Question of the Week
German Passenger Ships
Students will analyze a Table of German Passenger ships that landed in Philadelphia from 1683 to 1775. Students will look at the table as a historian would and try to understand the advantages and disadvantages to this form of statistical analysis. Students will make generalizations about trends in immigration and suggest reasons for sudden spikes or drops in immigration. This activity can be used in conjunction with Lesson One and Lesson Two.
Student will be able to:
- Iinterpret primary source materials and tables by analyzing the table of statistics about German immigration from 1683 to 1775.
- Understand how immigration patterns changed over time and why patterns changed by evaluating data to make conclusions about trends in German immigration to Pennsylvania.
Suggested Instructional Procedures
- Assign Worksheet 3 and “Table 1: Number of German Passenger Ships; Immigrant Men, Women and Children; and total passengers 1683-1775” as a homework assignment for students or as an in-class partner activity.
- Review answers to Worksheet 3. Some questions will have more than one answer. Teacher can write some of the possible explanations for question 7 on the board.
- Students should understand that finding the answers to such questions is part of the work that historians do. Ask students how they would find the answer or explanations.
Artisan: A skilled laborer or craftsman
Custom-house: Government building or office where customs (taxes) were collected and ships were cleared for entering or leaving a country
Dysentery: An inflammation of the intestines. Symptoms included extreme diarrhea, high fever, and severe pain and was usually caused by poor sanitation
Florin: A gold coin and form of currency
Forty-Eighters: Germans who immigrated to the United States after the failure of the Revolutions of 1848. They tended to be educated, middle class, and anti-slavery
French and Indian War: A conflict between France and Great Britain in their North American colonies. The war began in 1754 but later spread to Europe where it was known as the Seven Years War (1756-1763)
Indenturing: A process of contracting labor for a set number of years in exchange for passage across the ocean
Lutheran: The largest Protestant denomination in Germany. They followed teachings of Martin Luther and stressed education and justification through faith alone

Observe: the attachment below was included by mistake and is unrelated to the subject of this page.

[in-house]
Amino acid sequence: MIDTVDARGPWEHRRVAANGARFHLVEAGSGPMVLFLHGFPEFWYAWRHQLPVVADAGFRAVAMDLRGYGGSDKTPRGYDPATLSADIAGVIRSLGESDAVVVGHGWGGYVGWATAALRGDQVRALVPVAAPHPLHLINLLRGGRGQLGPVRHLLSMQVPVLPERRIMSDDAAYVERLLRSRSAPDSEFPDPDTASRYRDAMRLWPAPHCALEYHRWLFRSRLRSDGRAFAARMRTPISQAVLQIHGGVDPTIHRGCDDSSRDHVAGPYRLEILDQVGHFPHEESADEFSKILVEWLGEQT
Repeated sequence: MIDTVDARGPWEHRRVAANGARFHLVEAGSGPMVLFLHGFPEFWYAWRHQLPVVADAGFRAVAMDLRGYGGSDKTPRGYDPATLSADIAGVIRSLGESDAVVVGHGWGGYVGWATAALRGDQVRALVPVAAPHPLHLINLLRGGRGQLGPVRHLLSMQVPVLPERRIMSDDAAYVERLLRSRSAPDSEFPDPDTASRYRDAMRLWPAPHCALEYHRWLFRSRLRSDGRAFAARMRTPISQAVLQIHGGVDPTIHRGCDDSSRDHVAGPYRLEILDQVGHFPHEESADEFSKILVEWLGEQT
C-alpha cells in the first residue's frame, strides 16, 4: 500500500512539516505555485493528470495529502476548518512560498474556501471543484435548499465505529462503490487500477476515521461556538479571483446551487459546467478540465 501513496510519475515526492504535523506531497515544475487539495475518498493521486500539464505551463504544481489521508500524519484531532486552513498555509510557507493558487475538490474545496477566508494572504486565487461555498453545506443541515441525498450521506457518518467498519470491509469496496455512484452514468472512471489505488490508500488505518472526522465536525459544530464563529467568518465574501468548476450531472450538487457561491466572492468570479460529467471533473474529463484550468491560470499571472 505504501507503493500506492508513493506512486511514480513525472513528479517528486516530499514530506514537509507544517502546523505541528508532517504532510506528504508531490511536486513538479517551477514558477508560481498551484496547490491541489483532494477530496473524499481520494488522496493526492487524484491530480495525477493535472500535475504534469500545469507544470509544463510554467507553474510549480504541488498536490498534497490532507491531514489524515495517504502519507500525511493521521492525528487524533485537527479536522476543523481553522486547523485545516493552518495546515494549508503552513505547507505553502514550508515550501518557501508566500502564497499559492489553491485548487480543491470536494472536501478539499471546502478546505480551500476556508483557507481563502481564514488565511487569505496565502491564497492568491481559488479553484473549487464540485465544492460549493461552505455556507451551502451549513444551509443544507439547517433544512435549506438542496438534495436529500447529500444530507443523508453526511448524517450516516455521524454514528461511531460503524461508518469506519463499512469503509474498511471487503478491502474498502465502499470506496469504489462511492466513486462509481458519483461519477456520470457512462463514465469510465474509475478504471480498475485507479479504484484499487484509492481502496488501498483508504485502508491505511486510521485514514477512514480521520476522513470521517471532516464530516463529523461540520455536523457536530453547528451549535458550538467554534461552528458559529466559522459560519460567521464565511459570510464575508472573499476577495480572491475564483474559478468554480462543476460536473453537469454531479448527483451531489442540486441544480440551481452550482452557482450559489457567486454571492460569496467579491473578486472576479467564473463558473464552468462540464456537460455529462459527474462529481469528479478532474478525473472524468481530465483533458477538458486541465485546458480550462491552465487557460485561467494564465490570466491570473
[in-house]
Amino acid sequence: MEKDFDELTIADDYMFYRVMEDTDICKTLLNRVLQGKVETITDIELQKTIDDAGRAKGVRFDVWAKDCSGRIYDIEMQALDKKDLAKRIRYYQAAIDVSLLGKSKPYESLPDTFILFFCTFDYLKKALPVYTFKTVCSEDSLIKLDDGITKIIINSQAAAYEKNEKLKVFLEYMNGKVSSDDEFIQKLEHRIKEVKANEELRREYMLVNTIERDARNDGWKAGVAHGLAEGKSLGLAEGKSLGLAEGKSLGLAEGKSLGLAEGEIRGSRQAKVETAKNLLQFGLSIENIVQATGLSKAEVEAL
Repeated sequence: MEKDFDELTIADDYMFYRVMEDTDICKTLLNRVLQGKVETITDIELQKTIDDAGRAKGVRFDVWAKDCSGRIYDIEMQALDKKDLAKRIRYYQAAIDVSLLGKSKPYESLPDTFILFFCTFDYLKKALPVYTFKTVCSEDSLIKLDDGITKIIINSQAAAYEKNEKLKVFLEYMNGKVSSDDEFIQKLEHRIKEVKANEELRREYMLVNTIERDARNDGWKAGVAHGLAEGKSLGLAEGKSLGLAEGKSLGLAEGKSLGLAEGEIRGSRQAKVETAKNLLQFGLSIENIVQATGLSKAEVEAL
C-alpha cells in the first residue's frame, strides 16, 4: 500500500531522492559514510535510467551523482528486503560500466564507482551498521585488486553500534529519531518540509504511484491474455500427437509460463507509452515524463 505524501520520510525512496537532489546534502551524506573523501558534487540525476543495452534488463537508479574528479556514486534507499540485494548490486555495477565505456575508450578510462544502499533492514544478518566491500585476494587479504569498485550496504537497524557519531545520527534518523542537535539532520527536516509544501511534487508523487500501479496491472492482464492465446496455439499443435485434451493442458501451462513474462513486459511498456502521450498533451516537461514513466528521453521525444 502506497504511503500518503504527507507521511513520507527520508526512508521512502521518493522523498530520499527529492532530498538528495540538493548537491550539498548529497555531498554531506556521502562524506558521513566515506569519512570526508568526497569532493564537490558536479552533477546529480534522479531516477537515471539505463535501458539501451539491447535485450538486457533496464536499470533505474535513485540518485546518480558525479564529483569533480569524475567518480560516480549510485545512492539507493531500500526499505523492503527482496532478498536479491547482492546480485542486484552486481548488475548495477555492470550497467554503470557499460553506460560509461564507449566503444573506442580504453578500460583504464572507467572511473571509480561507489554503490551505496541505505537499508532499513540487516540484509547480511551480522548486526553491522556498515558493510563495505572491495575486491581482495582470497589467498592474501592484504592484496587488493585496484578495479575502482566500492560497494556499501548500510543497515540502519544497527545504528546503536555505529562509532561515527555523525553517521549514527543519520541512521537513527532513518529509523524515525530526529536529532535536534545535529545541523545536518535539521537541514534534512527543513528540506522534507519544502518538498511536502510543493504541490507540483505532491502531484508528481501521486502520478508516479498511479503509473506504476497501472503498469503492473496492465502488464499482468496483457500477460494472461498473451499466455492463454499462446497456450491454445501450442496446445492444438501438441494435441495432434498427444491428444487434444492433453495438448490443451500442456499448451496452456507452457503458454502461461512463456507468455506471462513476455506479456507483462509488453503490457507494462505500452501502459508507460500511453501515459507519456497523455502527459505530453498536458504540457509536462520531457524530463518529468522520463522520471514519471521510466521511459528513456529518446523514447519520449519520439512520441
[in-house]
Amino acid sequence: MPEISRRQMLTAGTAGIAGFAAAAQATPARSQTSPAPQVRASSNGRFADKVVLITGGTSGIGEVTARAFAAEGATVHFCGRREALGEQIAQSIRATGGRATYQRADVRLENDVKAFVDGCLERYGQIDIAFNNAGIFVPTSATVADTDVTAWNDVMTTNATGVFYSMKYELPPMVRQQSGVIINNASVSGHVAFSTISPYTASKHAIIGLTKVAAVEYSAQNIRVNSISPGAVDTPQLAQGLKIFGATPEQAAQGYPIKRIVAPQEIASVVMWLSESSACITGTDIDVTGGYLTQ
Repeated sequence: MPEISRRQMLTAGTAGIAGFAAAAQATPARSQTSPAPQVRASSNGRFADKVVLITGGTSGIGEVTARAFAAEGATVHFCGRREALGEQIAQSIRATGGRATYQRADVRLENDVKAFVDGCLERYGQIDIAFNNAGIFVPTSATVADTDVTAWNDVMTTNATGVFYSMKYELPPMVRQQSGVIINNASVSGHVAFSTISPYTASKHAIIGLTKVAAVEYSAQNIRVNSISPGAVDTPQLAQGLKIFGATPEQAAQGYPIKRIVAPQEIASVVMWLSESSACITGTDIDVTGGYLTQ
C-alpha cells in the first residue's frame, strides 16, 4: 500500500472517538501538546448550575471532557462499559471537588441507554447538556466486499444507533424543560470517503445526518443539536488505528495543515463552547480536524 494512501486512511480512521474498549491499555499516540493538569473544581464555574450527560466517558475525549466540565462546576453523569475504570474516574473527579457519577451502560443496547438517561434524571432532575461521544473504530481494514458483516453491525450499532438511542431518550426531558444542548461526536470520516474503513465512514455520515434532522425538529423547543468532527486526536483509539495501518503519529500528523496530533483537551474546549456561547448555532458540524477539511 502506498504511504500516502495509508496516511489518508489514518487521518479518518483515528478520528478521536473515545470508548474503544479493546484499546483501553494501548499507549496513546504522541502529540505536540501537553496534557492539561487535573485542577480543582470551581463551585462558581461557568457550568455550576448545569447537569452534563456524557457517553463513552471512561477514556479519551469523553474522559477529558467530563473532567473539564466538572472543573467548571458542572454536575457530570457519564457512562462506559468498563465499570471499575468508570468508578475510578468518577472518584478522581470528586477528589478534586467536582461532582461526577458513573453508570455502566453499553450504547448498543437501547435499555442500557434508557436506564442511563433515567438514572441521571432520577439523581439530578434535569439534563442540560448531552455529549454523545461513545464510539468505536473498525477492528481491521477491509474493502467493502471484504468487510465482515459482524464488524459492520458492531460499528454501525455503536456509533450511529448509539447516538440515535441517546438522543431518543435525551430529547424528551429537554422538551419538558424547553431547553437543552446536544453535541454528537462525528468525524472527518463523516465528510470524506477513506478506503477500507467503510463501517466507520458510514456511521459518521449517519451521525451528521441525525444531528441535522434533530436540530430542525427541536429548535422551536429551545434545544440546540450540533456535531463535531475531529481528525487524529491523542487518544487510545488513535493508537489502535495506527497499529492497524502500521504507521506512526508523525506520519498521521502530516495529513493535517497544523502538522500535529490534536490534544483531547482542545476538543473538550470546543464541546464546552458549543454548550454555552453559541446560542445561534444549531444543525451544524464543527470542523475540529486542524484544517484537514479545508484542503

Mennonites: A religious sect who followed the teachings of Menno Simon (1492-1559). They believed in simplicity of food and life, separation of church and state, and refused to bear arms or serve in the military. They were closely related to the Amish
Newlander: An agent commissioned by shipping companies to convince people to settle in America.
Principality: A sovereign state ruled by a prince or princess
Redemptioner: A person who agreed to serve usually three to seven years in the colonies in exchange for transportation. At the end of the term, the person was released from his or her obligations and awarded all the rights of a free citizen. Redemptioner was sometimes called indentured servant
Scurvy: A disease caused by vitamin C deficiency. The symptoms included spongy and bleeding gums and general weakness and was usually caused by lack of fresh fruit and vegetables
Thirty Years’ War (1618-1648): A war mostly fought in Germany between Protestants and Catholics but involved many European nations including the Holy Roman Empire, France, and Sweden. The war was started by German Protestant princes who resisted the authority of the Holy Roman Empire and ended with the Peace of Westphalia
Traffickers: People who dealt in buying and selling humans and/or their labor
Related Resources for Students
Plans in this Unit
This unit was created by Hannah Kim. Updated for SAS by Clara McGrath and Danielle J. Gross, Education Interns, Historical Society of Pennsylvania.